High school is hard enough on its own, but add working in the middle of a pandemic, and you’ve got a whole new world of responsibilities.
In workplaces everywhere, new safety precautions have been set for employers and employees alike. Not only are masks to be worn, but workers must know how to properly wash their hands and sanitize their stations after every use.
Junior Isabelle Grisel is one of many teens taking on the pressure of juggling her GPA and her job, all while trying to stay healthy. She works at Texoma ENT and Allergy Clinic, taking temperatures and asking patients a series of screening questions for COVID prevention.
“Working on the front lines has really put into perspective the complexity of the pandemic,” Grisel said. “In the sense of how many people are forced to choose between staying safe at home or getting essential care from their doctor.”
Not only is Grisel’s position important, but it’s also risky. Being the first line of defense against the spread of COVID to the rest of the clinic is beyond essential.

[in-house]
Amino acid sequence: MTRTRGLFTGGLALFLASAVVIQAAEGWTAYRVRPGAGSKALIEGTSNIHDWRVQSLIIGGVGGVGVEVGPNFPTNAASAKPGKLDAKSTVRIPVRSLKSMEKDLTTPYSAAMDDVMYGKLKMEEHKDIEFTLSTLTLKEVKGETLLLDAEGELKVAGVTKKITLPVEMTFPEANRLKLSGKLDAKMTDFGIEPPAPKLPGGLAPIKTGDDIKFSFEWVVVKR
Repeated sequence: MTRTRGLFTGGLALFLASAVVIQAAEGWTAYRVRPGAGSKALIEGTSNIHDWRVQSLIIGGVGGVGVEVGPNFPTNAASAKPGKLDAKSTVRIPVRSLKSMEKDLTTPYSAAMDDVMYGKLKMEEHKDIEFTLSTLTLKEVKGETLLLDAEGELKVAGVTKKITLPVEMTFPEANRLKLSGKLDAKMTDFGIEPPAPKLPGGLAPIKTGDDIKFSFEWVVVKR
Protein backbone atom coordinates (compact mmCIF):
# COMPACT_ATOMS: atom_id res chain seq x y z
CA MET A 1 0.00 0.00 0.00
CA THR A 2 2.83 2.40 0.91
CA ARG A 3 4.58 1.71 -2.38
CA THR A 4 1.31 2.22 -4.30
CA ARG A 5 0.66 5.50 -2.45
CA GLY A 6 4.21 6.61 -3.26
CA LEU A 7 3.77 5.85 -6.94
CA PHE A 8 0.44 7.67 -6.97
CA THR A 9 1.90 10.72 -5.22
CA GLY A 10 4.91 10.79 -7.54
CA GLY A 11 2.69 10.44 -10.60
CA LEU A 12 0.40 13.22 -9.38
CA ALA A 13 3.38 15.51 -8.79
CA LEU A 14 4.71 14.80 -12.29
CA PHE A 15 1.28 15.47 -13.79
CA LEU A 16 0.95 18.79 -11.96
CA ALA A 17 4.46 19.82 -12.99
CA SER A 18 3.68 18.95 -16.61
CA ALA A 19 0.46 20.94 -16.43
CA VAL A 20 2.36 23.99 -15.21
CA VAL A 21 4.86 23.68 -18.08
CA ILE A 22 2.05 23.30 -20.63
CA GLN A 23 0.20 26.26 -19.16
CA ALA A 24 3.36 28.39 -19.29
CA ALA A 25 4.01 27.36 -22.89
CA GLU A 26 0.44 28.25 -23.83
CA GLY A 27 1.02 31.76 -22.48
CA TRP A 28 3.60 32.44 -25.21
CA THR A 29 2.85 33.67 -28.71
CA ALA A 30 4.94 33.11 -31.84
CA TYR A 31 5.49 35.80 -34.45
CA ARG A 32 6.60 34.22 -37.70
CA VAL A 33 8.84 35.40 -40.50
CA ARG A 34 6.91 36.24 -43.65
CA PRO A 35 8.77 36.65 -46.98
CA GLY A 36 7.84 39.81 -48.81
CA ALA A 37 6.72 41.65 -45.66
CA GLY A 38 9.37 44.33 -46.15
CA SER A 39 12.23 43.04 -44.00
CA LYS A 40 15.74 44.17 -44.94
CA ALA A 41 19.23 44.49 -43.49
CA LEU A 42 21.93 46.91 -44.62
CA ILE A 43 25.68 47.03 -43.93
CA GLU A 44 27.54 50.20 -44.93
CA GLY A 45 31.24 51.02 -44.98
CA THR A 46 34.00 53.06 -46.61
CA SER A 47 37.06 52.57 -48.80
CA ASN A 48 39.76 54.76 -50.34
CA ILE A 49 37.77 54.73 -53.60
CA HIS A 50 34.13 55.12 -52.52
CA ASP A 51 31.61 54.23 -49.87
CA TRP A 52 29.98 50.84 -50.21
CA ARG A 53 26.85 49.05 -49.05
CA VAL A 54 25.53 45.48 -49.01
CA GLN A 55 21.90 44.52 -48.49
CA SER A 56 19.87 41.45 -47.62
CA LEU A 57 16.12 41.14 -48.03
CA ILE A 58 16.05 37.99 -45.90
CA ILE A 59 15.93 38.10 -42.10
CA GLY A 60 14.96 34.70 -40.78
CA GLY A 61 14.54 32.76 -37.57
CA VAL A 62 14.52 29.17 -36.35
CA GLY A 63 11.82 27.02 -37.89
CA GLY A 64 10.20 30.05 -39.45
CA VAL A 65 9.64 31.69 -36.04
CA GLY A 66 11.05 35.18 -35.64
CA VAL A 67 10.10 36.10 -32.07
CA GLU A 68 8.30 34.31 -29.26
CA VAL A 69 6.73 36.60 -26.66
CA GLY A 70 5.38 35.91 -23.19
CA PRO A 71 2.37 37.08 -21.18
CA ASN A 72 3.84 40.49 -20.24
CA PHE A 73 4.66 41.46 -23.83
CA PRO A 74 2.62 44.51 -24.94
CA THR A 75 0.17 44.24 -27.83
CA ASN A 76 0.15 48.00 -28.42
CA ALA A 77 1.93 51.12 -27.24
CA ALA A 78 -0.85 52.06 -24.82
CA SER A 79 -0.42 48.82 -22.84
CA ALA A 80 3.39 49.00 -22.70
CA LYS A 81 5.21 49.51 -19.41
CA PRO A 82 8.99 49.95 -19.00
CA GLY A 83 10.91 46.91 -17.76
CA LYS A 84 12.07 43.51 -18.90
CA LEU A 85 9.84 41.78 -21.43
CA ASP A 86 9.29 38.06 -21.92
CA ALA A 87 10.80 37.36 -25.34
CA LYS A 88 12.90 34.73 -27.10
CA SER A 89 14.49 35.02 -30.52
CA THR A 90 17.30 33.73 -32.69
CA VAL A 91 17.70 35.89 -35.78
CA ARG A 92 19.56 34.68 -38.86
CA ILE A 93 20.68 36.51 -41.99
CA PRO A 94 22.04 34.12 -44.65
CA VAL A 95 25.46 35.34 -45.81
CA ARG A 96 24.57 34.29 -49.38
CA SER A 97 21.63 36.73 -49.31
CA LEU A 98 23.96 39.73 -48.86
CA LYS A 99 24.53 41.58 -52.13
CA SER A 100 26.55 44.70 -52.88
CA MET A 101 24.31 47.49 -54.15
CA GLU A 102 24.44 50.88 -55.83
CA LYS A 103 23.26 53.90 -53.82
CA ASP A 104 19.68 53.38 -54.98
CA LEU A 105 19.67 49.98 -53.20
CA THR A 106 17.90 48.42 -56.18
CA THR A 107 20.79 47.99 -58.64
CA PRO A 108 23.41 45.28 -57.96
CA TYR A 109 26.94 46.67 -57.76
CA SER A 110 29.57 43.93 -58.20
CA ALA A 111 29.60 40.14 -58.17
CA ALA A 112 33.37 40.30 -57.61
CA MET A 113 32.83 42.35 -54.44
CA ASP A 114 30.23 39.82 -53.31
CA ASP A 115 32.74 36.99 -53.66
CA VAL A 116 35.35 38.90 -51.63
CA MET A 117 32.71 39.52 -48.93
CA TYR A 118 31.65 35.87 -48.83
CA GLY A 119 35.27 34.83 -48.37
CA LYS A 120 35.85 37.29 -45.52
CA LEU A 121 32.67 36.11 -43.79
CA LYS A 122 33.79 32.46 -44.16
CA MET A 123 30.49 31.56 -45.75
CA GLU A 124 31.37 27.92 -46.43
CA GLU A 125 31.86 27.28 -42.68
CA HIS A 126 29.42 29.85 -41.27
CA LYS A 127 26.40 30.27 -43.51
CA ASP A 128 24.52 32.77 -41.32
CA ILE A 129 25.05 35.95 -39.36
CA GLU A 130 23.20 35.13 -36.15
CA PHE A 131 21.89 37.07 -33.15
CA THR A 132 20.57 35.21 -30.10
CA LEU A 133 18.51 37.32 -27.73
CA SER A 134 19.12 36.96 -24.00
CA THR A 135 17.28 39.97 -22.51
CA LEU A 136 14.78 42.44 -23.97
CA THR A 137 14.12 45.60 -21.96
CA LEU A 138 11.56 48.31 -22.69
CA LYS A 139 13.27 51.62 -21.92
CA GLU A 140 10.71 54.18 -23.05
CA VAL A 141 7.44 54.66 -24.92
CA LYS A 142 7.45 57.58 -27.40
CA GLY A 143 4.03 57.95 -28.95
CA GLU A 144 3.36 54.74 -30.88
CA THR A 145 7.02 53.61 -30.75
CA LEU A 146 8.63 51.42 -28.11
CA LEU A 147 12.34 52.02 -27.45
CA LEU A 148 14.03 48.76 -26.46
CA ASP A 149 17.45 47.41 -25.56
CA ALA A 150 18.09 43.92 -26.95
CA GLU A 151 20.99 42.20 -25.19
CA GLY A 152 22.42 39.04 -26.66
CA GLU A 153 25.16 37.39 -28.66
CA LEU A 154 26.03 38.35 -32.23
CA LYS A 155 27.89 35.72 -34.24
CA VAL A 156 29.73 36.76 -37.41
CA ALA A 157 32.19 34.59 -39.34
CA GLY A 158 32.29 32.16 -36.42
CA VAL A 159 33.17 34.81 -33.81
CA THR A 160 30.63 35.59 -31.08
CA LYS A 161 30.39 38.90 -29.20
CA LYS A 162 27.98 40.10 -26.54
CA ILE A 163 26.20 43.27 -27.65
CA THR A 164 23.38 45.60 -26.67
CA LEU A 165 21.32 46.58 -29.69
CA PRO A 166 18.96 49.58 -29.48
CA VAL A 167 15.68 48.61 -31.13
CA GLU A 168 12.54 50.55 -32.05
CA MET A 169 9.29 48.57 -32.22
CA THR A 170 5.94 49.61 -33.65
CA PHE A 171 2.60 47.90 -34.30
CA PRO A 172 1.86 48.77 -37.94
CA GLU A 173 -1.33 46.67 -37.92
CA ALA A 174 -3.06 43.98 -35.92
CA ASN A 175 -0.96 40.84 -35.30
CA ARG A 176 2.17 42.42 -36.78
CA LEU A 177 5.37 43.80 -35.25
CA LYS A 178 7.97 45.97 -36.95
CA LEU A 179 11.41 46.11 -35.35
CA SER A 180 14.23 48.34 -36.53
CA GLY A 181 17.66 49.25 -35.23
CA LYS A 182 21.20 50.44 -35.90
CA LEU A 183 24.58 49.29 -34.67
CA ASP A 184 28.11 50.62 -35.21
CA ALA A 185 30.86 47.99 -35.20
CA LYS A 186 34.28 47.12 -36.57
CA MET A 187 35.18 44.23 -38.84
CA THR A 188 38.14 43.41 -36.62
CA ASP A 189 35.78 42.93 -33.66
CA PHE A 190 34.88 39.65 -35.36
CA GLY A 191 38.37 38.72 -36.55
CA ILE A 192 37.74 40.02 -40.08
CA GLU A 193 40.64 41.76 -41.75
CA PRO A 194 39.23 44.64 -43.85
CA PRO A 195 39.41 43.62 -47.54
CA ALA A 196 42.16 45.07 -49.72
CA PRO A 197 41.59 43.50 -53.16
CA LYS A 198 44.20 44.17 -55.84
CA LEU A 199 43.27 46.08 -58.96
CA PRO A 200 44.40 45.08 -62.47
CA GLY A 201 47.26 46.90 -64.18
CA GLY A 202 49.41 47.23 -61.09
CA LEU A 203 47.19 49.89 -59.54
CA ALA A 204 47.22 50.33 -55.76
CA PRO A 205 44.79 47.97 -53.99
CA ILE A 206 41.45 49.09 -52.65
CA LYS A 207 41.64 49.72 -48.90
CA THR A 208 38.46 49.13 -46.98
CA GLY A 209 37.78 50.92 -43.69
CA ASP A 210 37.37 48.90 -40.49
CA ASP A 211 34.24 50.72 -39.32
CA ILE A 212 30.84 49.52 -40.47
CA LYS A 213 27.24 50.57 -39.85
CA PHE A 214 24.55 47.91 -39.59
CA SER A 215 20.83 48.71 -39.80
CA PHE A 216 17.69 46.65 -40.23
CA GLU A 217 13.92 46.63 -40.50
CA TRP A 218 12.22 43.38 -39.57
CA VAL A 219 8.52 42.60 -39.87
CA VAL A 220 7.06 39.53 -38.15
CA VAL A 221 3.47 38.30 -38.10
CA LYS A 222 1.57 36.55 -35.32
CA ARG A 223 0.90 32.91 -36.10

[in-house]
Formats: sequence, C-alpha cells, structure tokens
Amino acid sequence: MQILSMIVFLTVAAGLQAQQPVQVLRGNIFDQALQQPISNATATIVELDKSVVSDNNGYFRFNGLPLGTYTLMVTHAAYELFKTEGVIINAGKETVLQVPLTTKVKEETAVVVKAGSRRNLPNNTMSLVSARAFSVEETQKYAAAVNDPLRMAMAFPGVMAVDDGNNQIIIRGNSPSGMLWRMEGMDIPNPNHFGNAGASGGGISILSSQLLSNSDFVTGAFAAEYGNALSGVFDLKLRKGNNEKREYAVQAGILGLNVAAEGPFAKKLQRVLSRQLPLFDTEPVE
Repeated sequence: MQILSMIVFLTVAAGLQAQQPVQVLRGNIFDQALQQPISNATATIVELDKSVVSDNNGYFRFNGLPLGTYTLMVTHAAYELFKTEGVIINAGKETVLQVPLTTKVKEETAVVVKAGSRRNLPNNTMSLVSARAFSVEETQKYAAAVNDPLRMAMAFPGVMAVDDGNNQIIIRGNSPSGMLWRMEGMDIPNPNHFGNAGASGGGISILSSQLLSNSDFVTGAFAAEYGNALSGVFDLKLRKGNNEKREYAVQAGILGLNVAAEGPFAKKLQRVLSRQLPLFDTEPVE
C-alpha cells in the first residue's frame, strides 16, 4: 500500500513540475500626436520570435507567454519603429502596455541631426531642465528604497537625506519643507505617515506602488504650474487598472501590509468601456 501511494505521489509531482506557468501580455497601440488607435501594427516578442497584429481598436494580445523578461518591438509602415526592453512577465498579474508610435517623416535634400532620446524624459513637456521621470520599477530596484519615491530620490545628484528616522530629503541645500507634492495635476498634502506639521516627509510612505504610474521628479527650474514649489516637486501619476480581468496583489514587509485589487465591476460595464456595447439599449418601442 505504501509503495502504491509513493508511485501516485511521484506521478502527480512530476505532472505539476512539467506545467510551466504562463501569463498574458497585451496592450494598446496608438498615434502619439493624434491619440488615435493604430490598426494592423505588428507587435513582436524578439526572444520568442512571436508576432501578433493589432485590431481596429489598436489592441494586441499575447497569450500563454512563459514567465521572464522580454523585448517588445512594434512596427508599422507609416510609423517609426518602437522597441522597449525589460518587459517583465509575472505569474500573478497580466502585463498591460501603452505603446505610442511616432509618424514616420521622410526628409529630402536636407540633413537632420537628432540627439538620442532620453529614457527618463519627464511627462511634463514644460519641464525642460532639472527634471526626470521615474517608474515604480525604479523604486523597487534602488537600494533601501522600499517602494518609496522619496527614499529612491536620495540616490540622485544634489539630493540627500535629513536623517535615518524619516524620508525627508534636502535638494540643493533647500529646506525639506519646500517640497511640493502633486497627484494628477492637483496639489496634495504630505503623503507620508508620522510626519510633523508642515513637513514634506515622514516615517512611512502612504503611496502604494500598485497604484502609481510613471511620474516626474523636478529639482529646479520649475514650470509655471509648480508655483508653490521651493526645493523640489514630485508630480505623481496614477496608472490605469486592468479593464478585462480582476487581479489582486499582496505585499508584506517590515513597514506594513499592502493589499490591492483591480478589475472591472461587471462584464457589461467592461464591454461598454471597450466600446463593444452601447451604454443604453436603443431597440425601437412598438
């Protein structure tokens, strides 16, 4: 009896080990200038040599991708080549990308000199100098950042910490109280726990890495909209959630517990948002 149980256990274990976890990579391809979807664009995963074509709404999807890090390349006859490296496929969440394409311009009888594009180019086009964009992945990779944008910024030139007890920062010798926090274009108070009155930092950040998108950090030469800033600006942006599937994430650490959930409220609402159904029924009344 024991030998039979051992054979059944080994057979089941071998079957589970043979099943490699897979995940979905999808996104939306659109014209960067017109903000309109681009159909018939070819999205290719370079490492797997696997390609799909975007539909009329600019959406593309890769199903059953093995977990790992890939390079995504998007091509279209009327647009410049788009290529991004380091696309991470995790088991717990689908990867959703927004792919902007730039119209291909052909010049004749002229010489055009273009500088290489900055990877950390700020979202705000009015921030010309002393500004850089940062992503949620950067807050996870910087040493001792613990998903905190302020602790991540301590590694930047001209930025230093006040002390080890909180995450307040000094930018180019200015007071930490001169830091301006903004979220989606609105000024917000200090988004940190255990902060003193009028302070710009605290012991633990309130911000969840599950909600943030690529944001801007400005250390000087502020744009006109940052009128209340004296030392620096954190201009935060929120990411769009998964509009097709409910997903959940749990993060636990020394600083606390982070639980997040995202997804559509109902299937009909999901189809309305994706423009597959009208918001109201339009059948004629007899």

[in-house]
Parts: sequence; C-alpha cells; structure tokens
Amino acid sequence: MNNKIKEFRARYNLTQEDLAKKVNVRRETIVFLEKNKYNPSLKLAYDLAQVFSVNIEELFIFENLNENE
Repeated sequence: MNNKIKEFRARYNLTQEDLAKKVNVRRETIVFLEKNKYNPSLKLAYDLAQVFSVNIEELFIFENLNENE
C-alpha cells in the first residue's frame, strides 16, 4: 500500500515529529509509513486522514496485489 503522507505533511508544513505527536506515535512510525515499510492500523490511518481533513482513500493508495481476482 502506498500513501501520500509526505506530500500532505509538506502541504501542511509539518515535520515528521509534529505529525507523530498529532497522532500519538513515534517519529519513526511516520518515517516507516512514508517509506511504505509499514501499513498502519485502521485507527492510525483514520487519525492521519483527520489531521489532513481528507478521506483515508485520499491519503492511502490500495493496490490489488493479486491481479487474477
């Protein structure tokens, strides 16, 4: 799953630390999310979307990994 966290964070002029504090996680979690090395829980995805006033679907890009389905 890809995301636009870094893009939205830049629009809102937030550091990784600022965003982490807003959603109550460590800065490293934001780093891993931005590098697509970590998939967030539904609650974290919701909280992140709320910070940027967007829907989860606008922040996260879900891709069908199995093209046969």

Several students also take risks working at non-essential jobs that are still important. From volunteering in pet shelters to distributing food to the needy, no job is insignificant.
Junior Megan Smith got a job at United Market Street as a sacker prior to the COVID shutdown in early March.
“I work with the public and not everybody who comes in to shop has gone through the whole, ‘Have you had a fever, cough, chills,’” Smith said. “Some don’t even wear a mask, so I do take the risk, but I try to stay as vigilant as I can.”
Junior Sydney Haston works at Frank & Joe’s, where business had been slow during the spring and early summer months. However, since the governor allowed businesses to utilize their dine-in seating areas, traffic resumed to pre-pandemic normalcy.
“The in-house dining has gotten a lot more busy now that everyone’s out and about,” said Sydney Haston. “I definitely think the customers are happier with the restrictions being lifted and being able to see people again.”